By Sophie Smith
Last month Austin, Texas found itself in the midst of a mysterious nightmare. Six bombs, sent as packages in the mail or left on streets, detonated around the city over the course of nineteen days. The attacks killed two people and injured five more.
Because both men killed by the bombs were black, the motives of the attacks seem clear: these were racial hate crimes, or, to be more concise, terrorism. Three of the five bombs were detonated in Austin’s east side, populated mostly by black and Hispanic residents. This thinking became muddled when another bomb went off in a largely white community, injuring two white men. Despite this, many people still believe race played a role in the bombings.
Several American media outlets already ruled out the possibility of racial motives. Instead of focusing on the victims of the crimes, the news has averted its attention to the bomber himself, Mark Conditt.
Little is known about Conditt’s motives. Police found a confession tape the young man filmed, but the video does offer why he conducted the bombings or how he chose his victims. Further answers are not likely to come, since Conditt was killed on March 21 when he detonated another bomb in his car during a police chase.
The media has resorted to grappling for possible motives. Reporters have swarmed Pflugerville, the wealthy Austin suburb where Conditt lived, collecting descriptions of the bomber from community members.
Few reports actually portray Conditt as the murderer he was. Several news outlets, particularly the New York Times, use delicate terms to describe Conditt. The Times has written about his “tight-knit, deeply religious family” and his “white clapboard house, where an American flag hangs from the front porch.” What purpose does this serve? Murdering two people and injuring five others negates any positive attributes Conditt once had. He lost the right to be normalized.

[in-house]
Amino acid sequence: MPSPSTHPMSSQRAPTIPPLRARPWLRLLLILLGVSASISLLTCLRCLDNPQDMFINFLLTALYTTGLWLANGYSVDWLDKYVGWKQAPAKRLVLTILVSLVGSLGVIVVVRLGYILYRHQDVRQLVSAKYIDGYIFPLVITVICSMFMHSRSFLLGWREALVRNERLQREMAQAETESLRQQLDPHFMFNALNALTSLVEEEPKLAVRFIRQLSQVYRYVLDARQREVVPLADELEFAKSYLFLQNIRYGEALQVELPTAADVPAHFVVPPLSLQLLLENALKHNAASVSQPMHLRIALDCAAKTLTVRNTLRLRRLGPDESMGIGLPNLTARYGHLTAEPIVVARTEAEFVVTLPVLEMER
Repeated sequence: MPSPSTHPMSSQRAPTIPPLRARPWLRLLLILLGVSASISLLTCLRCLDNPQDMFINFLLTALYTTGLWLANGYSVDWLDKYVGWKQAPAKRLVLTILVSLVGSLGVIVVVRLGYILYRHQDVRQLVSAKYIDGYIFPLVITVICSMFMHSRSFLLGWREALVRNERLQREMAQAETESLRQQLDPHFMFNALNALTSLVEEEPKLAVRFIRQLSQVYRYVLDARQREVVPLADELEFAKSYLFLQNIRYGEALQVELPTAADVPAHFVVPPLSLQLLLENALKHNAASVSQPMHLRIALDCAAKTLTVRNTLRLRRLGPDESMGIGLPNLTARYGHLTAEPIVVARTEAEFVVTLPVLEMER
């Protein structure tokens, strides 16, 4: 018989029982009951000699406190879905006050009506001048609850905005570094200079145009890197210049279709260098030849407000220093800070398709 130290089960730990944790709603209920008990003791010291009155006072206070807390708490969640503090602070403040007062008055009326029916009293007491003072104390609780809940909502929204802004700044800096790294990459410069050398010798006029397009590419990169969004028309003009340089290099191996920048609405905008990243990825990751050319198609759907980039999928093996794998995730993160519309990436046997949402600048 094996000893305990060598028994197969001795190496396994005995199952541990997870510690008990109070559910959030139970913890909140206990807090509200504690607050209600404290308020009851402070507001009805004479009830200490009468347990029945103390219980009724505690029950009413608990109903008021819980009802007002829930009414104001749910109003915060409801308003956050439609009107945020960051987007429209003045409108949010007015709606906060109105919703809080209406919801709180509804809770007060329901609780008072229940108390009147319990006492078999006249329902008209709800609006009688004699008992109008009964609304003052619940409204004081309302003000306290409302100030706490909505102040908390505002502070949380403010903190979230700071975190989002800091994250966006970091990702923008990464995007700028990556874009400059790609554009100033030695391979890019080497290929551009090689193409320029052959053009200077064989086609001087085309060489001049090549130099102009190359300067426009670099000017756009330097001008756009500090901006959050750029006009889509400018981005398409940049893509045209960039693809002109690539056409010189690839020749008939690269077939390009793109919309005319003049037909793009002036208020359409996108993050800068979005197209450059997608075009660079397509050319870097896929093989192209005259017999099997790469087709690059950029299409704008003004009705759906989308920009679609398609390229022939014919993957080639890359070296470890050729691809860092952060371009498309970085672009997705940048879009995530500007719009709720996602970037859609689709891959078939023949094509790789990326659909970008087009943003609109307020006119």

Including details like this, while it may seem like thorough reporting on an important topic, are harmful. When hearing these reports from Pflugerville, Americans identify with Conditt, perhaps even pity the horrific turn his happy life took. These reports, so distanced from the crimes Conditt committed, have come to dominate the narrative about the bombings.
Even law enforcement is portraying him as the victim, with Austin police chief Brian Manley saying Conditt was, in his confession tape, “talking about the challenges in his personal life that led him to this point.” If Conditt were Muslim, he would not receive such a forgiving description. Instead, he would immediately be named a terrorist, a label which leaves no room for empathy in America.
Recently in the United States, a semantic narrowing of the word ‘terrorism’ has occurred. The popular meaning of the word has narrowed from its denotation – violence used to any political purpose – to a more specific connotation. Now, ‘terrorism’ is synonymous with Islamic extremism, separate from Christianity. Terrorists are those guys in ISIS, right? A Christian kid from Texas can’t be a terrorist! Because Conditt had the privilege of being white, therefore detached from the frightening notion of terrorism, the media is able to portray him as an all-American kid who made a few bad decisions.
One step has been made in the right direction. This weekend Chief Manley announced he now considers Conditt a “domestic terrorist,” which bodes well for the investigation’s future.
There are countless problems in the way the media is reporting on Austin, but each contributes to one larger issue. Stories about Conditt overshadow those of his victims. Distracted with the macabre and mystery of Conditt, we have come to forget about two men at the core of March’s events: Anthony Stephan House, a husband and the father of an eight year-old girl, and Draylen Mason, a high school senior, classical musician and aspiring neurosurgeon whose future promised greatness. Both killed in their homes by bombs Conditt mailed. By going on a goose chase to find trauma in Conditt’s privileged life, media outlets have neglected to share the stories of people whose lives the bombings affected most, thereby diminishing the severity of Conditt’s crimes – yet another way the media protects white terrorists.